Charged with providing fiscal and policy analysis to the Legislature, the LAO recommended that CARB dial back implementation of AB 32. But the agency has only beefed-up its efforts and implemented strict diesel regulations, clean car programs, tire pressure standards, air conditioning standards and low carbon fuel standards, as well as planning for changes to forestry, agriculture, and transportation.

Explaining the implementation plan, the CARB website states “The ARB has already adopted a number of ‘early action’ measures required by the Scoping Plan, and is now working on the Plan’s other measures.   The majority of this work must be completed by December 31, 2010, with most regulations and other initiatives adopted by the start of 2011.  This means more than 20 additional Scoping Plan measures will be adopted by ARB in 2009 and 2010.  The goal is reducing GHGs to 1990 levels by 2020. After that, California’s goal is a reduction of 80 percent from 1990 levels by 2050.”

In 2009, Sen. Bob Dutton, (R-Rancho Cucamonga) introduced SB 295 to require the CARB to re-analyze the costs associated with implementing AB 32. The bill ended up on the inactive list after failing to pass in the environmental committee.

Dutton’s bill would have delayed the development of regulations until CARB actually evaluated the economic impact of implementing AB 32, taking into consideration the many of the concerns that the LAO had.

The Senator’s website reported that respected economists in the state had grave concerns about the economic impact of AB 32. “Economic analysis (of AB 32) is terribly deficient in critical ways and should not be used by the state government or the public for the purpose of assessing the likely costs of CARB’s plans,” Harvard economist Robert Stavins reported. “It is impossible to use the analysis to determine whether CARB’s Scoping Plan represents a cost-effective means of reducing California’s contribution to greenhouse gas concentrations.”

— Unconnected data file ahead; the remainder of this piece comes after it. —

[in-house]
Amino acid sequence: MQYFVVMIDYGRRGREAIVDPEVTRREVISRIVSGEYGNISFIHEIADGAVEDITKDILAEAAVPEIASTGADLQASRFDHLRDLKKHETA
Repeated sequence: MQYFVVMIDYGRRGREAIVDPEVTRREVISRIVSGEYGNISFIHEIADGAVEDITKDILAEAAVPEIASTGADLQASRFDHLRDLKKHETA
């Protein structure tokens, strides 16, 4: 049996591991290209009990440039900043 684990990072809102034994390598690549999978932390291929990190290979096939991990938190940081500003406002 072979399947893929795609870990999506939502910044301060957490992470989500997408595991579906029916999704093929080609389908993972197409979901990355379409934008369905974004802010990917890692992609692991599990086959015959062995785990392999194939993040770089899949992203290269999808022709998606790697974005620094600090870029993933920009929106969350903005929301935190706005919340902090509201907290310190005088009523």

Matthew Kahn of UCLA said, “While I support the Governor’s broad AB32 goals, I am troubled by the economic modeling analysis that I have been asked to read. AB32 is presented as a riskless ‘free lunch’ for Californians…this would be a large free lunch! I would like to believe this claim but after reading through the Economic Analysis and the five appendices there are too many uncertainties and open microeconomic questions for me to believe this.”

If the judge’s injunction is made final, the state would be ordered to stop the implementation of AB 32 until the CEQA plan is fully complied with. No one seems able to answer whether CARB will comply. If the agency does not comply, what then, and who is in charge?

The Air Resources Board and has until Feb. 8 to respond before the court issues a final ruling.

Katy Grimes